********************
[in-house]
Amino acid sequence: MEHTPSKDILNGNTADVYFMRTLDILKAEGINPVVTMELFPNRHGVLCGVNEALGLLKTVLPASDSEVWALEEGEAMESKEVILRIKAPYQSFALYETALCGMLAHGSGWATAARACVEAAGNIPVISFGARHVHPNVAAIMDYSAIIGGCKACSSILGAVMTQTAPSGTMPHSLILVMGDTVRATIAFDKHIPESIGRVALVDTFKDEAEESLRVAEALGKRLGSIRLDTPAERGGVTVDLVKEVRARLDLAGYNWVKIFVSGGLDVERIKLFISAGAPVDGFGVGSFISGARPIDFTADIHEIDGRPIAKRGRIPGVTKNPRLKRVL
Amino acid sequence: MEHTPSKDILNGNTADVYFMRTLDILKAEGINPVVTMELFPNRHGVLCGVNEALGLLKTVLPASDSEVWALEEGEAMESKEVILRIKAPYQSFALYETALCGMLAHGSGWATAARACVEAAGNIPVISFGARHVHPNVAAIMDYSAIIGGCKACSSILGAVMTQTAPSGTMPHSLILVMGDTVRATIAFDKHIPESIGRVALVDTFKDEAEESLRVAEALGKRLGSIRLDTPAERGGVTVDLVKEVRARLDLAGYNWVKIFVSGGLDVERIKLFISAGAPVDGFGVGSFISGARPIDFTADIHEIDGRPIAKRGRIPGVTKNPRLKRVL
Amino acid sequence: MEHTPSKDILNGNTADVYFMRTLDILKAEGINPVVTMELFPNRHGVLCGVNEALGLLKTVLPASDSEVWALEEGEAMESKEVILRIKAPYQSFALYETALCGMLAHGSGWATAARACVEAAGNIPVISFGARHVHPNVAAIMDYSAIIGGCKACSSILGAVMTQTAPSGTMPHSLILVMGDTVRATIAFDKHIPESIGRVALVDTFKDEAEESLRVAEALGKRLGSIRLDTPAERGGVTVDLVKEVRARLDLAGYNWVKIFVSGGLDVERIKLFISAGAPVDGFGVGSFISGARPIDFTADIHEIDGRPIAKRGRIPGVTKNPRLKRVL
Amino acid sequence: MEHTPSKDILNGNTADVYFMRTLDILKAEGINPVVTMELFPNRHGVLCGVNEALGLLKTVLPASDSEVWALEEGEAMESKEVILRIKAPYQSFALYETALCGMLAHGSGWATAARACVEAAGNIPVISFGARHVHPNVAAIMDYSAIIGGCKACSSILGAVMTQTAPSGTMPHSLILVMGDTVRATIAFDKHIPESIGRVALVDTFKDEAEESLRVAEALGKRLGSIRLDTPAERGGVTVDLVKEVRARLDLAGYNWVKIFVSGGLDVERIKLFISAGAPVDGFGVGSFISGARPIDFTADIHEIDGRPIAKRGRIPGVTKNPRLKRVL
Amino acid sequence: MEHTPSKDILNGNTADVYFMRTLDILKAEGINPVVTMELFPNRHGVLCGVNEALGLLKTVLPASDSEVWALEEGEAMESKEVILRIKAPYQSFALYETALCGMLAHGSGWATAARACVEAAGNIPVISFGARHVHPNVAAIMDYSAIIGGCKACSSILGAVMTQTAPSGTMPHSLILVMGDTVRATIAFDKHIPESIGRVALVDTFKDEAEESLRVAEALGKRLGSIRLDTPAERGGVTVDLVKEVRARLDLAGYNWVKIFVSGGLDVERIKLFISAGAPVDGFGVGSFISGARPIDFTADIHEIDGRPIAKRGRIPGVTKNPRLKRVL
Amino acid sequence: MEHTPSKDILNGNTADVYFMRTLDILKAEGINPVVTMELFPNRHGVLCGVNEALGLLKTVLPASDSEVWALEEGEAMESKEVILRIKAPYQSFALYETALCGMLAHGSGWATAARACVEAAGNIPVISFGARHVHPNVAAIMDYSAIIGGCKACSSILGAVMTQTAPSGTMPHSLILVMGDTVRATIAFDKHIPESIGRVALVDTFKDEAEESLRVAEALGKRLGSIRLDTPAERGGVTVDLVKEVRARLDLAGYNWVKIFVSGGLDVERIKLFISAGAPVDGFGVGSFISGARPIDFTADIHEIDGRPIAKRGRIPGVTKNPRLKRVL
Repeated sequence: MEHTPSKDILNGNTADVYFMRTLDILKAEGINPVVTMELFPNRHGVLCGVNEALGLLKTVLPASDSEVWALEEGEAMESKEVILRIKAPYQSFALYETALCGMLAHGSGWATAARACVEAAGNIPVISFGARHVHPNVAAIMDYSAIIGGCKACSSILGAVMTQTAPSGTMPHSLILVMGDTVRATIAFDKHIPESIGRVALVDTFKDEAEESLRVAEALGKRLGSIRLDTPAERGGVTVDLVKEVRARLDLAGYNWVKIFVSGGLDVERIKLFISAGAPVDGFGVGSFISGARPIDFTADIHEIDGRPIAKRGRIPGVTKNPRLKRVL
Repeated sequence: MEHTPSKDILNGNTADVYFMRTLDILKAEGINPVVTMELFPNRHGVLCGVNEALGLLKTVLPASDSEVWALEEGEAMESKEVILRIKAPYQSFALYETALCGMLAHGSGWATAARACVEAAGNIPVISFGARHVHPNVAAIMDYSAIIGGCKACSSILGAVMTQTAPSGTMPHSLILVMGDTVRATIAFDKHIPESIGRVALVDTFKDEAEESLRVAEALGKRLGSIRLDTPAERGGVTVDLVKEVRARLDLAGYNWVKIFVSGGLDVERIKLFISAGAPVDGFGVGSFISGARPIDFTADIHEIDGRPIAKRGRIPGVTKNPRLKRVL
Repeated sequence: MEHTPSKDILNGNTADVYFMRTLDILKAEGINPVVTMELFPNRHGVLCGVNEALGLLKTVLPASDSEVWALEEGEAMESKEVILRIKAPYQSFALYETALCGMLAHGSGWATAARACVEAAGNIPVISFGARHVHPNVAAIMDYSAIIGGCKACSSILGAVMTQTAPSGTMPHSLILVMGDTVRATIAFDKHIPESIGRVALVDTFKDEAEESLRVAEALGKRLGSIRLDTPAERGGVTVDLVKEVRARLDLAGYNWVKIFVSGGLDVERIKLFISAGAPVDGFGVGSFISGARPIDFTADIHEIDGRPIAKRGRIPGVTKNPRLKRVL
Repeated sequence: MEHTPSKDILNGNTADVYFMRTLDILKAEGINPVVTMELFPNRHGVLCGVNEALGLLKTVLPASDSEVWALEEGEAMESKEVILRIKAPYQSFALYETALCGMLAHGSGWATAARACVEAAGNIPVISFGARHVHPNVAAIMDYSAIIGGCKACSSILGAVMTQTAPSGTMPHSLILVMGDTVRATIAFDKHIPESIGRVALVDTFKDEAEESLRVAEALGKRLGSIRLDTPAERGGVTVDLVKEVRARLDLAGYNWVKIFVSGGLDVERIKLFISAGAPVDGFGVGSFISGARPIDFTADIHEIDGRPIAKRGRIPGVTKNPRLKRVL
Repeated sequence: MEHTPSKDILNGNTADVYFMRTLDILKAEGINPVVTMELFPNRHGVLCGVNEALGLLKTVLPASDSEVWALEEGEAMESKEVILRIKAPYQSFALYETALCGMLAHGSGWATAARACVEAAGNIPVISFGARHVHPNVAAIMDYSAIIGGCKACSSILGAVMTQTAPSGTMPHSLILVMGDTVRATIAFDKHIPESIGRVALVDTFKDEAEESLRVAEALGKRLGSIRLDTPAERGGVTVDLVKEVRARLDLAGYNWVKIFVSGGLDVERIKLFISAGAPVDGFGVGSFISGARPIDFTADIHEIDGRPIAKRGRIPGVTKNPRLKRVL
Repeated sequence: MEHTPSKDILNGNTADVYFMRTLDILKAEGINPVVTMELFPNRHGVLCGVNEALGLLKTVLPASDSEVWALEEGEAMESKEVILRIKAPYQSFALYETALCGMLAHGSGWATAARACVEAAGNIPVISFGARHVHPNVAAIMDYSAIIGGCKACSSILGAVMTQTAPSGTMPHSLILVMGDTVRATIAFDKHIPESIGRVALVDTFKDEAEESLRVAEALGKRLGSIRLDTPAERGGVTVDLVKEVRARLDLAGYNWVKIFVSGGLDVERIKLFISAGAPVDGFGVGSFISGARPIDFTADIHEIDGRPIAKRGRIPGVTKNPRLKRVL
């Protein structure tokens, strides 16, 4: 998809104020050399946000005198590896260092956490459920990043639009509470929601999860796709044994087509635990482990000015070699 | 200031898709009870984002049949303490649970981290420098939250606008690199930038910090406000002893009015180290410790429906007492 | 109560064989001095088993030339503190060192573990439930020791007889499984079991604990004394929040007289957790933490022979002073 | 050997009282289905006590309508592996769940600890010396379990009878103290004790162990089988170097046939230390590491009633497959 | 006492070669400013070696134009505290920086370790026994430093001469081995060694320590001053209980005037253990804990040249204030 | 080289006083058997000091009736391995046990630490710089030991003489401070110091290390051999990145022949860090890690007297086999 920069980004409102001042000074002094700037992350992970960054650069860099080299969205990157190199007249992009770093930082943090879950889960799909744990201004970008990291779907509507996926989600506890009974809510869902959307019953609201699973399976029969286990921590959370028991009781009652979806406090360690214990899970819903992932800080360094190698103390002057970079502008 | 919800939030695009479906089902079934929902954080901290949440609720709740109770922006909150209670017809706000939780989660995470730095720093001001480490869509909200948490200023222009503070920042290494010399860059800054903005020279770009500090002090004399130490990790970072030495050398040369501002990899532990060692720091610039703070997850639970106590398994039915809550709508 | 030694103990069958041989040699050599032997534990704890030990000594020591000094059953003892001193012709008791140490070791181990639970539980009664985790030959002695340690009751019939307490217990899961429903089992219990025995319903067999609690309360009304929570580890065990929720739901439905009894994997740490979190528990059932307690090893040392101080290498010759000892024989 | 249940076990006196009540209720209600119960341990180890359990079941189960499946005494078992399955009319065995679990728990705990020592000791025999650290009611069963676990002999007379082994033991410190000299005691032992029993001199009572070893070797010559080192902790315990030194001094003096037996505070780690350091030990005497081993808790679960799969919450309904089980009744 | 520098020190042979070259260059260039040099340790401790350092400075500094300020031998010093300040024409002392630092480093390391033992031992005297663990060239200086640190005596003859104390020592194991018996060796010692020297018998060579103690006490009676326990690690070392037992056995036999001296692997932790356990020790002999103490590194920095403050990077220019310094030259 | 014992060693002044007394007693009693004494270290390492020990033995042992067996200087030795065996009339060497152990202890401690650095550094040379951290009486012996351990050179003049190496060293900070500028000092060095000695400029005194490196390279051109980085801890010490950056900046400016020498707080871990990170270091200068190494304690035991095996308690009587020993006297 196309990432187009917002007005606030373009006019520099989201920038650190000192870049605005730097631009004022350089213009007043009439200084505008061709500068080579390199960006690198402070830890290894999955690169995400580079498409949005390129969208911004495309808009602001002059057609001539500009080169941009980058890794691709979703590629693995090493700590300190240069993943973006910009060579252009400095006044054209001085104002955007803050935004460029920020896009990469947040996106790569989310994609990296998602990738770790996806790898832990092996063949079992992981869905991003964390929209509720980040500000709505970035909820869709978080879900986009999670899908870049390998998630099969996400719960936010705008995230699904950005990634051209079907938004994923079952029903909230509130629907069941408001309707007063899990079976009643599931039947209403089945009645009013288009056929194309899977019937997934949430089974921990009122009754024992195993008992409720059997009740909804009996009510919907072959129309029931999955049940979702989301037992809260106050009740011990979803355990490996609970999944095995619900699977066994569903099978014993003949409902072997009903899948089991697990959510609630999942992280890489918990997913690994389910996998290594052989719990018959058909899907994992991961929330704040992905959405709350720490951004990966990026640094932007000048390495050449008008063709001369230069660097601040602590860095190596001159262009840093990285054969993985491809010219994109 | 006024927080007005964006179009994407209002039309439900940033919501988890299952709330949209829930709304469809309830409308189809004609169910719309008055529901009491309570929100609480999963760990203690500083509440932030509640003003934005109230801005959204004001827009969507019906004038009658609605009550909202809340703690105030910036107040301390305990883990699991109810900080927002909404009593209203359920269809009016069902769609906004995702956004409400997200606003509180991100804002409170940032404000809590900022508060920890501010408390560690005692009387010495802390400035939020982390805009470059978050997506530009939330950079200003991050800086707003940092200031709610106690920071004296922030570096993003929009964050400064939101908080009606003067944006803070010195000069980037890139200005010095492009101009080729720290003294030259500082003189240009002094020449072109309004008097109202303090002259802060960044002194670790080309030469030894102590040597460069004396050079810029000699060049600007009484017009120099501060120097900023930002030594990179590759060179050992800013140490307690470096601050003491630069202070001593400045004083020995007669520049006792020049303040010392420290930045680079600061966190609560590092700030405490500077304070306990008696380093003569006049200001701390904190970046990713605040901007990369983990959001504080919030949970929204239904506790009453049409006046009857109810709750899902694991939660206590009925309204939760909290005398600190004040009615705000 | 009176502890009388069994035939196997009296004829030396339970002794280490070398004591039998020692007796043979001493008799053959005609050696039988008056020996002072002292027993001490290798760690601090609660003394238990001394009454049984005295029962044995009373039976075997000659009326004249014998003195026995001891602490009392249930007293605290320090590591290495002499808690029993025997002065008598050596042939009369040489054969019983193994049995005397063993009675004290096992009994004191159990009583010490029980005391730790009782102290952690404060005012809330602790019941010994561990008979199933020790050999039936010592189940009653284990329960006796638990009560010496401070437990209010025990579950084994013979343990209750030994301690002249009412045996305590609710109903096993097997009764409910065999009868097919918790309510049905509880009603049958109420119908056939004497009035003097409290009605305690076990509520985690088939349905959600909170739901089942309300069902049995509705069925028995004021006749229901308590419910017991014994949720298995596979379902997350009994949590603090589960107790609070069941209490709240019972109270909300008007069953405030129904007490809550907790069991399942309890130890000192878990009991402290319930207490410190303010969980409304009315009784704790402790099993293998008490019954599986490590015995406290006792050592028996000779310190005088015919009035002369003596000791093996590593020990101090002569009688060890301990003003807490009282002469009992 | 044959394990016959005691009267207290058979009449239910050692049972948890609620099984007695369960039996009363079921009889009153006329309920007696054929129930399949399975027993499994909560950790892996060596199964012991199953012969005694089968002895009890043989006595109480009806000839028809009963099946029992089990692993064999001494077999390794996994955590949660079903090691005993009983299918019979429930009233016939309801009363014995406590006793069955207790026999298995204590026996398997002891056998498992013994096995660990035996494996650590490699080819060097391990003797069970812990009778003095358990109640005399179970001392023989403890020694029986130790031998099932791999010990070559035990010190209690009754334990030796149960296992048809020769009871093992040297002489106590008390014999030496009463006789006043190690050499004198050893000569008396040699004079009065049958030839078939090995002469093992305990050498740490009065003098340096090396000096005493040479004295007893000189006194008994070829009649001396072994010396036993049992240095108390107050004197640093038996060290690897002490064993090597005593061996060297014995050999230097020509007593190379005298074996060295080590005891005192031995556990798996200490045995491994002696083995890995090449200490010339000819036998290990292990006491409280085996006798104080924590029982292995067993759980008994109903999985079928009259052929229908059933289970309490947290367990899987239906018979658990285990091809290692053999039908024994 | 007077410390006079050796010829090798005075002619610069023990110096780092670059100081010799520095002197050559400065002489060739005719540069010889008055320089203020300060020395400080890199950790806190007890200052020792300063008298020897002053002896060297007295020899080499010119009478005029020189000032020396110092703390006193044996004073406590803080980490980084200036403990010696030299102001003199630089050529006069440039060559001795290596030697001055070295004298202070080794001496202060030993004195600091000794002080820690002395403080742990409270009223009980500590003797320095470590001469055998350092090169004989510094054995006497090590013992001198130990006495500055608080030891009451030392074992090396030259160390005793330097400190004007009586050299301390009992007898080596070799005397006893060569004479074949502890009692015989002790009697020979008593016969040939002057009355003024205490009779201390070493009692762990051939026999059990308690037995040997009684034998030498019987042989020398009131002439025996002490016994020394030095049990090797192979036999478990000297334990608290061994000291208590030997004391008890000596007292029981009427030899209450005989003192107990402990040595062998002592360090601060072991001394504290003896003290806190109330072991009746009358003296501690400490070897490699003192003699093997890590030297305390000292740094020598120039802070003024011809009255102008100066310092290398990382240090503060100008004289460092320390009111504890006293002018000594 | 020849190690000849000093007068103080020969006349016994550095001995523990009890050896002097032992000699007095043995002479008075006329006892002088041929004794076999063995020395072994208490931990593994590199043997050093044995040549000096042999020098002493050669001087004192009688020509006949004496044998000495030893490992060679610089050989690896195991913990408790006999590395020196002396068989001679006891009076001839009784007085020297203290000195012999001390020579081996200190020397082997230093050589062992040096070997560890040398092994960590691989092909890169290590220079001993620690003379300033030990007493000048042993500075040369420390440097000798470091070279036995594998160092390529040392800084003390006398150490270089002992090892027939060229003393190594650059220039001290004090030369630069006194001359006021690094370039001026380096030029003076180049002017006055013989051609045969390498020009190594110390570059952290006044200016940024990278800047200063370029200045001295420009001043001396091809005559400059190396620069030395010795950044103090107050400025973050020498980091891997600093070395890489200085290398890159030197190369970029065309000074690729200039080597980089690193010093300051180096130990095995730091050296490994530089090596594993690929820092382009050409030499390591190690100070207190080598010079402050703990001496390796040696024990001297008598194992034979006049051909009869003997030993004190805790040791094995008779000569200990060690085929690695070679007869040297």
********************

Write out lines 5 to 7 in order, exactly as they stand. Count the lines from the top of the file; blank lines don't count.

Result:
Amino acid sequence: MEHTPSKDILNGNTADVYFMRTLDILKAEGINPVVTMELFPNRHGVLCGVNEALGLLKTVLPASDSEVWALEEGEAMESKEVILRIKAPYQSFALYETALCGMLAHGSGWATAARACVEAAGNIPVISFGARHVHPNVAAIMDYSAIIGGCKACSSILGAVMTQTAPSGTMPHSLILVMGDTVRATIAFDKHIPESIGRVALVDTFKDEAEESLRVAEALGKRLGSIRLDTPAERGGVTVDLVKEVRARLDLAGYNWVKIFVSGGLDVERIKLFISAGAPVDGFGVGSFISGARPIDFTADIHEIDGRPIAKRGRIPGVTKNPRLKRVL
Amino acid sequence: MEHTPSKDILNGNTADVYFMRTLDILKAEGINPVVTMELFPNRHGVLCGVNEALGLLKTVLPASDSEVWALEEGEAMESKEVILRIKAPYQSFALYETALCGMLAHGSGWATAARACVEAAGNIPVISFGARHVHPNVAAIMDYSAIIGGCKACSSILGAVMTQTAPSGTMPHSLILVMGDTVRATIAFDKHIPESIGRVALVDTFKDEAEESLRVAEALGKRLGSIRLDTPAERGGVTVDLVKEVRARLDLAGYNWVKIFVSGGLDVERIKLFISAGAPVDGFGVGSFISGARPIDFTADIHEIDGRPIAKRGRIPGVTKNPRLKRVL
Amino acid sequence: MEHTPSKDILNGNTADVYFMRTLDILKAEGINPVVTMELFPNRHGVLCGVNEALGLLKTVLPASDSEVWALEEGEAMESKEVILRIKAPYQSFALYETALCGMLAHGSGWATAARACVEAAGNIPVISFGARHVHPNVAAIMDYSAIIGGCKACSSILGAVMTQTAPSGTMPHSLILVMGDTVRATIAFDKHIPESIGRVALVDTFKDEAEESLRVAEALGKRLGSIRLDTPAERGGVTVDLVKEVRARLDLAGYNWVKIFVSGGLDVERIKLFISAGAPVDGFGVGSFISGARPIDFTADIHEIDGRPIAKRGRIPGVTKNPRLKRVL